Hello, everyone!

I usually talk about the technical aspects of writing for #AuthorToolboxBlogHop, but recent events encouraged me to write more about the emotional aspects of being a writer. I think for many of us, it’s tempting to look at success or happiness as a destination. “I’ll be happen when…” “I’ll be successful when…”

We’re so concerned with the destination we forget to enjoy the smaller victories in the journey. But it’s so important to appreciate and celebrate every victory, no matter how small, because as long as you look at success as a destination, there will always be something else to look forward to – there is no end.

I got into Pitch Wars this year. At first, the stress was about whether or not my manuscript would be finished in time. Then, it became about whether I’d get any requests, then about whether I would get chosen by a mentor. Now that I’m in, it’s about whether my entry will get any requests from agents (!!!). It’s possible I get none. It happens to a few people every year.

But then I thought to myself, “Okay, let’s say I get a couple of requests – would that put an end to the stress? No. Because then it’ll be about getting an offer of representation. Will that be the end? Nope. Then we’ll need an editor who likes it enough to acquire it. FINALLY THAT’S THE END OF ALL THE WORRIES – except wait, what if readers hate it? Maybe they’ll love it – ah, but what about the next book? What if my agent/editor/readers hate it?”

See my point? There will always be something to worry about. Always some reason to put off celebrating.Β  I have to remind myself that, whether or not I get any requests at the agent round, getting into Pitch Wars itself was a huge victory for me.Β Of course, it’s important to have a long term goal, but the short term ones are just as important.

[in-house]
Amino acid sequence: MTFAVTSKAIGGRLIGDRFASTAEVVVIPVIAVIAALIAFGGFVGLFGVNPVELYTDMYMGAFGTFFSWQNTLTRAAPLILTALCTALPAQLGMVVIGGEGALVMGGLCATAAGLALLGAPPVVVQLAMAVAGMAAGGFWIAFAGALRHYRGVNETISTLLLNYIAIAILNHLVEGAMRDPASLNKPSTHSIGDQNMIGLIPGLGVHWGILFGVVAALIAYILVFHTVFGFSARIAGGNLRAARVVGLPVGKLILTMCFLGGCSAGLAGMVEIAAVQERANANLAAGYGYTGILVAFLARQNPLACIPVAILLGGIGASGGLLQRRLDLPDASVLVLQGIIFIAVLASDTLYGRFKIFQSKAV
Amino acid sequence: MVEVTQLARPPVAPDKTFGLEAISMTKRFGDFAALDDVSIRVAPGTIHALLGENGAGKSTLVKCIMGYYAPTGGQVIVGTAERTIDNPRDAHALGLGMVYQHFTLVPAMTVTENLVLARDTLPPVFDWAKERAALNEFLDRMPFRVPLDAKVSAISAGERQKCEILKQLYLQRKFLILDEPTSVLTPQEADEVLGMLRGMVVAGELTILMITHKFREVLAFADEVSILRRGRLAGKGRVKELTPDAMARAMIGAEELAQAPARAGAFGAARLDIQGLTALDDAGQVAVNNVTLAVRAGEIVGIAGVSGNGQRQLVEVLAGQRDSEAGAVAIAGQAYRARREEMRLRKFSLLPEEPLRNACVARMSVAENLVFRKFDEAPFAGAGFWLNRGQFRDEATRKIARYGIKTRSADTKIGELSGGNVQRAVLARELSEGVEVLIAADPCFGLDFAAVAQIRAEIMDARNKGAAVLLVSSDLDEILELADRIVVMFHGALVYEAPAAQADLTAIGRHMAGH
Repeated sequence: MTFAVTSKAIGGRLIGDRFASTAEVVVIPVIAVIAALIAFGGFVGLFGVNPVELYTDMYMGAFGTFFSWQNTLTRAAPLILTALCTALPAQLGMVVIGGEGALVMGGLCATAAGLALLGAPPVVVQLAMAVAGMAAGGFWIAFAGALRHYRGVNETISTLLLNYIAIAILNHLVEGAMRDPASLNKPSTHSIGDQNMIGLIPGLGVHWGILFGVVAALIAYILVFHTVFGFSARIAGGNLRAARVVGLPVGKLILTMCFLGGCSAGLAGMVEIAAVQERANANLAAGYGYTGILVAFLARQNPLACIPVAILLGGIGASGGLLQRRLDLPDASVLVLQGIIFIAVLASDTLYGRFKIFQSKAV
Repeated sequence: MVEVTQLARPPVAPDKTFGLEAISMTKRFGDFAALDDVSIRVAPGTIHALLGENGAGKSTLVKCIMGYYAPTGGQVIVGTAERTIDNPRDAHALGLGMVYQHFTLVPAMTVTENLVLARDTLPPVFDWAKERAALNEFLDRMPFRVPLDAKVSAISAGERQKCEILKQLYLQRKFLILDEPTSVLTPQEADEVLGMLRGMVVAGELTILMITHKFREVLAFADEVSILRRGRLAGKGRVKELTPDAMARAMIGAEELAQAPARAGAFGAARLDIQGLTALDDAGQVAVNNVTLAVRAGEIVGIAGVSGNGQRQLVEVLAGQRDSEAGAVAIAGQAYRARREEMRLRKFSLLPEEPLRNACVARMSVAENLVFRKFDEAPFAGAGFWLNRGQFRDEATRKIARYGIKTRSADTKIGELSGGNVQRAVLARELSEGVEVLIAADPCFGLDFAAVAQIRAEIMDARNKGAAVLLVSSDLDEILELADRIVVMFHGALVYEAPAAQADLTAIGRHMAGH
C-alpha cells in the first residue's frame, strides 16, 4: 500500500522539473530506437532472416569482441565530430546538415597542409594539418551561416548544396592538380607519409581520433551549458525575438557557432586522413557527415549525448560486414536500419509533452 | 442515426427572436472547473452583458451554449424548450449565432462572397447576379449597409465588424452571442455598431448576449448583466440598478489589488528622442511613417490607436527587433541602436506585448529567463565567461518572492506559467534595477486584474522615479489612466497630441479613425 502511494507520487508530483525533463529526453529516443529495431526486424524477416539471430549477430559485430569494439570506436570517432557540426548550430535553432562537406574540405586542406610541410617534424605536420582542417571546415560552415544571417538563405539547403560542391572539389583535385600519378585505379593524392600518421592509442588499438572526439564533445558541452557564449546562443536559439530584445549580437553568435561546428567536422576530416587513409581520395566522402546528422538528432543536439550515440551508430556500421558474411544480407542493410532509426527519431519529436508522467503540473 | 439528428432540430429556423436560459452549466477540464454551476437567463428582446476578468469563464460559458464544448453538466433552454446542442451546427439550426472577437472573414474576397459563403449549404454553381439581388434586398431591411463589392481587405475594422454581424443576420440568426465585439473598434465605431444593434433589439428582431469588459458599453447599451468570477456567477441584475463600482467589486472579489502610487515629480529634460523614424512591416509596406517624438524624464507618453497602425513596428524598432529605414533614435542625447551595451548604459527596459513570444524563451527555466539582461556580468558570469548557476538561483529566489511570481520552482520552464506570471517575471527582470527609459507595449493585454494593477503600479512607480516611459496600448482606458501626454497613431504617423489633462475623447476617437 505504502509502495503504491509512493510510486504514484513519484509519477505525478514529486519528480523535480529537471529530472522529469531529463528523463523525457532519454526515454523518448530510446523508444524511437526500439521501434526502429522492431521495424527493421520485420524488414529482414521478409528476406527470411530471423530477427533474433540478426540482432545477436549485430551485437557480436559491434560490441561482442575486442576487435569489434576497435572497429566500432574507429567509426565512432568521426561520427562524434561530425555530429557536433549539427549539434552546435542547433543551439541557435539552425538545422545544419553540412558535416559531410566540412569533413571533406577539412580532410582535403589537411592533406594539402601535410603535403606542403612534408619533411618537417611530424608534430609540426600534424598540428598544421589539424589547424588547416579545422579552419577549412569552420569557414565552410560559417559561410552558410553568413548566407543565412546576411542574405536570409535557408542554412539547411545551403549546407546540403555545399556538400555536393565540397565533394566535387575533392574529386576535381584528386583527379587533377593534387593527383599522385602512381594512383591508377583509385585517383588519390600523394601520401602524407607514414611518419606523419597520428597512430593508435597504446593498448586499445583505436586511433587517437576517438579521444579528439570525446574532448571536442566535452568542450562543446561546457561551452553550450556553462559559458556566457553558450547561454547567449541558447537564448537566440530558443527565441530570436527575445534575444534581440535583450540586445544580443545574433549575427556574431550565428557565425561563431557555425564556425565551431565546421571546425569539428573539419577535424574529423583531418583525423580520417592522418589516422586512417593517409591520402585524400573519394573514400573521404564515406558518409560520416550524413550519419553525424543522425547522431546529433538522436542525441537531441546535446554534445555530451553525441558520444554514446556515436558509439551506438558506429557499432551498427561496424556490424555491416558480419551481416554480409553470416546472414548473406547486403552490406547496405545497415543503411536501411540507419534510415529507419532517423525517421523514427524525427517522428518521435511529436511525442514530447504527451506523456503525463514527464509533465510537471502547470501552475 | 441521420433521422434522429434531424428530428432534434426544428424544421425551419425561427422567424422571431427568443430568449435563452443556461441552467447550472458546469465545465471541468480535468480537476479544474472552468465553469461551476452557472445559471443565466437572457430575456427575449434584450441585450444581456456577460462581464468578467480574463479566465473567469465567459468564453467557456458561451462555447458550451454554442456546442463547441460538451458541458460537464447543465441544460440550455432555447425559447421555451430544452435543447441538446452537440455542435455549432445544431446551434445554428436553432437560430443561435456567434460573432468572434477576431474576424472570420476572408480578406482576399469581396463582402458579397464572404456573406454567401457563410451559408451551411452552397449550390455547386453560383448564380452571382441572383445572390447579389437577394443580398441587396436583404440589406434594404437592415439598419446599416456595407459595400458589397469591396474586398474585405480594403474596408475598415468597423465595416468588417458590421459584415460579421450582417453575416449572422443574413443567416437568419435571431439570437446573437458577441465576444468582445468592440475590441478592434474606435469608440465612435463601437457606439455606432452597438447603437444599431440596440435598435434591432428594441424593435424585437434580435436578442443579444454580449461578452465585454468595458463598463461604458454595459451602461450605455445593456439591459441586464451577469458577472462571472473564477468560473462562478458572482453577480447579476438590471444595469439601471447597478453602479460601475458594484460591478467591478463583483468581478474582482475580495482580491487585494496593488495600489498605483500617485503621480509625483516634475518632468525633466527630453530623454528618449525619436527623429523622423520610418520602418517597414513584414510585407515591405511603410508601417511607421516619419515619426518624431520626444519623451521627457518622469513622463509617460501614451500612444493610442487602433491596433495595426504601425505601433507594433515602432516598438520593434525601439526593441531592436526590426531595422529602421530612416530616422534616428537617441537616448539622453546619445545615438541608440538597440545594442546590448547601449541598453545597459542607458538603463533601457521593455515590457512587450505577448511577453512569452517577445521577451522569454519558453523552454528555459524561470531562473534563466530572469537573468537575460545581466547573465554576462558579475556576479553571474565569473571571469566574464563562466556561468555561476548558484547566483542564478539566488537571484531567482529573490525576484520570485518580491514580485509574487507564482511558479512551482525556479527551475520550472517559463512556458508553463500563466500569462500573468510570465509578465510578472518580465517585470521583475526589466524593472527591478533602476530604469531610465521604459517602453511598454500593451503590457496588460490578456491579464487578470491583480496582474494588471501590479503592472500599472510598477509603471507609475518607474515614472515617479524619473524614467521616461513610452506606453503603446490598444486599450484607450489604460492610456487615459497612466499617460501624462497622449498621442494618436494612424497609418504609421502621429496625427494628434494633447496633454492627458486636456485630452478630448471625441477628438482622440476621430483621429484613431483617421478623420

Finished that first draft? YAY! CELEBRATE!

Revised and sent it to a CP? WOOHOO!Β 

Emailed your first query? THAT’S A HUGE STEP! It takes courage to put your work out there!

Got a request? YAY!

Got a rejection? Every rejection is one step closer to success (even if it’s not with the same manuscript).

When you accomplish something, no matter how small, take some time to celebrate and appreciate all you’ve done. Be proud of yourself. Don’t immediately worry about the next step. You need those small victories to keep pushing you forward.

In fact, why don’t you share a recent victory below? I’d love to hear it!

P.S Today, the bidding for the Virgin Islands Publishing Fundraising auction opened. I donated a query and full MS critique. If you’d like to bid on it (or any of the other items), you can click here.

And remember – celebrate the small victories!

 reaction happy dancing the simpsons fun GIF



  1. An encouraging post! Yes, every little step counts and adds to the finish line. And when we do appreciate the little milestones, we do not lose our momentum and touch with the passion that started us on this journey. Good to see you remain steady. And since you have already accomplished all these goals in your Pitch War project, you must remember to keep your chin up. How many gets that far, eh?